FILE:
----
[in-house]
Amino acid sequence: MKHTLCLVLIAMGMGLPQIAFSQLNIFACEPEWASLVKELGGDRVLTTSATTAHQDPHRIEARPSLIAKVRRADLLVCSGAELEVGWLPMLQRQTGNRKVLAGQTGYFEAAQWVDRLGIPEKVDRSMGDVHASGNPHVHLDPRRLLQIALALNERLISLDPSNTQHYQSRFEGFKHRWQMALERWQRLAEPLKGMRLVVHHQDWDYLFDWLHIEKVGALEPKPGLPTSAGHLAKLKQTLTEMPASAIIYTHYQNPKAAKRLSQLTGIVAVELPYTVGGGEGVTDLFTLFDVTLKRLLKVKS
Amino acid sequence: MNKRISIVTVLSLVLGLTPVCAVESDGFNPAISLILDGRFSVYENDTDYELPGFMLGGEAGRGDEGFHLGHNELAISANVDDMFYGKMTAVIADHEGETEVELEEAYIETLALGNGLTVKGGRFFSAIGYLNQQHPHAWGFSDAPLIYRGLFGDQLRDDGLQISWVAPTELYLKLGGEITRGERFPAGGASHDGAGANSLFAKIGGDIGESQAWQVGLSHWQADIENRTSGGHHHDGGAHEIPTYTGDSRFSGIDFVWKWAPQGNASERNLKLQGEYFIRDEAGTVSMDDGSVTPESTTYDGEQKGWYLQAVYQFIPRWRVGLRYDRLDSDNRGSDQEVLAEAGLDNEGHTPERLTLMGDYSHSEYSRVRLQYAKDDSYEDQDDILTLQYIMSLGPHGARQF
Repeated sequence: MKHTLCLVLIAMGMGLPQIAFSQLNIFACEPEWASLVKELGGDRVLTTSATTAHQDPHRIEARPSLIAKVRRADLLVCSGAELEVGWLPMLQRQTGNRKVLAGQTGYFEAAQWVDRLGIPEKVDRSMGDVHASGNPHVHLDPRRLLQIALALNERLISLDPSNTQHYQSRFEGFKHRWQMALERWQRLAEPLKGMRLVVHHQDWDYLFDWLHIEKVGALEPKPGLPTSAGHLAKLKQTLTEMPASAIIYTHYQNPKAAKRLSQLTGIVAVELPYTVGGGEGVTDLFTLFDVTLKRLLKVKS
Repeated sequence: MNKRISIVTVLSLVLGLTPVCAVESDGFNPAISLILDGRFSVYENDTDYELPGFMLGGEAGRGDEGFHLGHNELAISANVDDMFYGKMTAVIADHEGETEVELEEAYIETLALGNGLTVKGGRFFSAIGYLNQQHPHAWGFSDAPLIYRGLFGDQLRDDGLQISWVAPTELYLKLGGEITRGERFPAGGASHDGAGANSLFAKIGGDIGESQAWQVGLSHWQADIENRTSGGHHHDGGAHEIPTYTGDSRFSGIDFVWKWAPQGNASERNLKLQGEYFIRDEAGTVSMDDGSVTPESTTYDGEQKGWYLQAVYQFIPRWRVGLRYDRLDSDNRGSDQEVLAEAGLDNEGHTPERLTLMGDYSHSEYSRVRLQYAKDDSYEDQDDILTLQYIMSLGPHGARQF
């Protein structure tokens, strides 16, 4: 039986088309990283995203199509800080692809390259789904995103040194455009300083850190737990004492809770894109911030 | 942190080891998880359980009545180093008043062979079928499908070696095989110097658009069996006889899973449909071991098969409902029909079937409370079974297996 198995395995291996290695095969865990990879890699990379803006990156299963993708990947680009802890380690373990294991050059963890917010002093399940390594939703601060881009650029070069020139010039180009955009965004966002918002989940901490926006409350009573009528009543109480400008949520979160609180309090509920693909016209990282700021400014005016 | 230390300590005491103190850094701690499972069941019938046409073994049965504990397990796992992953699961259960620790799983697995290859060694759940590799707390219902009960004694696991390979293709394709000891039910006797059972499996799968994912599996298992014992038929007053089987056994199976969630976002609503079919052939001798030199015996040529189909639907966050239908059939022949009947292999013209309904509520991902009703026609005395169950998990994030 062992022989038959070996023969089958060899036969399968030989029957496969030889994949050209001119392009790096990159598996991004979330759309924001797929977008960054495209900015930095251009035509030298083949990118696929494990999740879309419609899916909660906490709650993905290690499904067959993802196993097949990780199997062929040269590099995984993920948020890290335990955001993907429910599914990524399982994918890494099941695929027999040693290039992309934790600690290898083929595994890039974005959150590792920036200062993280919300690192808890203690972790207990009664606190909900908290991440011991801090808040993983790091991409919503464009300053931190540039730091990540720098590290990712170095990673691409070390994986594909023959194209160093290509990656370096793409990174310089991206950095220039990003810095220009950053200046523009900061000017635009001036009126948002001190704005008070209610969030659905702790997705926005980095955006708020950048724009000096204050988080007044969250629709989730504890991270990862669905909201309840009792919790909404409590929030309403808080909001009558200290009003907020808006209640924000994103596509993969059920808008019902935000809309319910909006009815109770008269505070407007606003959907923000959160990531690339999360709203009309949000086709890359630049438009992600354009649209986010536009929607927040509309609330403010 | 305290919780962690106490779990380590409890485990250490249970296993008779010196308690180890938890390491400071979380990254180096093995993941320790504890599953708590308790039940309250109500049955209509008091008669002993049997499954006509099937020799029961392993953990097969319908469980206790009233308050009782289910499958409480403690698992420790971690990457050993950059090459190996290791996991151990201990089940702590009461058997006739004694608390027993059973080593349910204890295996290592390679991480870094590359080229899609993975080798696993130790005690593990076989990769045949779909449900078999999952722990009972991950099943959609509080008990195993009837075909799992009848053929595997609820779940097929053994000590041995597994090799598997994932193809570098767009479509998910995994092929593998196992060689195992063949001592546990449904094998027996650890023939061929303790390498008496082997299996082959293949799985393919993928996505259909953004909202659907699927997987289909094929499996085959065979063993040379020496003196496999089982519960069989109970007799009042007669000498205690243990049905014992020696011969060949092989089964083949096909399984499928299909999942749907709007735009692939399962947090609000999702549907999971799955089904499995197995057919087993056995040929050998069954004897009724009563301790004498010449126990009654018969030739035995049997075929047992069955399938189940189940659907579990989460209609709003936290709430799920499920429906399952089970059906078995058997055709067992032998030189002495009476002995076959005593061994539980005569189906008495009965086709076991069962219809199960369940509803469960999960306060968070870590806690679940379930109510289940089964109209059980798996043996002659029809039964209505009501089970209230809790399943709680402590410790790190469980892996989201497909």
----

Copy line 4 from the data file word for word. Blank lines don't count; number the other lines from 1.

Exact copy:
Repeated sequence: MKHTLCLVLIAMGMGLPQIAFSQLNIFACEPEWASLVKELGGDRVLTTSATTAHQDPHRIEARPSLIAKVRRADLLVCSGAELEVGWLPMLQRQTGNRKVLAGQTGYFEAAQWVDRLGIPEKVDRSMGDVHASGNPHVHLDPRRLLQIALALNERLISLDPSNTQHYQSRFEGFKHRWQMALERWQRLAEPLKGMRLVVHHQDWDYLFDWLHIEKVGALEPKPGLPTSAGHLAKLKQTLTEMPASAIIYTHYQNPKAAKRLSQLTGIVAVELPYTVGGGEGVTDLFTLFDVTLKRLLKVKS